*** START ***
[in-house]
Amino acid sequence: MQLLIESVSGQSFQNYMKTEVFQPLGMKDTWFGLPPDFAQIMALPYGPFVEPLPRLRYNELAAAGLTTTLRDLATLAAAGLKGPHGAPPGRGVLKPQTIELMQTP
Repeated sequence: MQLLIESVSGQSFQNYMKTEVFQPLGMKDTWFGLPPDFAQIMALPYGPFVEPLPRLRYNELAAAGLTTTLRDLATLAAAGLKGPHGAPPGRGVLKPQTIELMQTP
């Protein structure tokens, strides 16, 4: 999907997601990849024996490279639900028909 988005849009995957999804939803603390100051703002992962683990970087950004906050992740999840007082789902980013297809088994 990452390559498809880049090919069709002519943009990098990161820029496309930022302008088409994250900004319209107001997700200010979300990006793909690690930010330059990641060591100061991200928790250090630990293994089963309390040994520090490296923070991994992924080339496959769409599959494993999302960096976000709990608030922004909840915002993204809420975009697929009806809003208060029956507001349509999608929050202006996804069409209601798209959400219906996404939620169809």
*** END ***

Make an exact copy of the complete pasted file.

[in-house]
Amino acid sequence: MQLLIESVSGQSFQNYMKTEVFQPLGMKDTWFGLPPDFAQIMALPYGPFVEPLPRLRYNELAAAGLTTTLRDLATLAAAGLKGPHGAPPGRGVLKPQTIELMQTP
Repeated sequence: MQLLIESVSGQSFQNYMKTEVFQPLGMKDTWFGLPPDFAQIMALPYGPFVEPLPRLRYNELAAAGLTTTLRDLATLAAAGLKGPHGAPPGRGVLKPQTIELMQTP
């Protein structure tokens, strides 16, 4: 999907997601990849024996490279639900028909 988005849009995957999804939803603390100051703002992962683990970087950004906050992740999840007082789902980013297809088994 990452390559498809880049090919069709002519943009990098990161820029496309930022302008088409994250900004319209107001997700200010979300990006793909690690930010330059990641060591100061991200928790250090630990293994089963309390040994520090490296923070991994992924080339496959769409599959494993999302960096976000709990608030922004909840915002993204809420975009697929009806809003208060029956507001349509999608929050202006996804069409209601798209959400219906996404939620169809």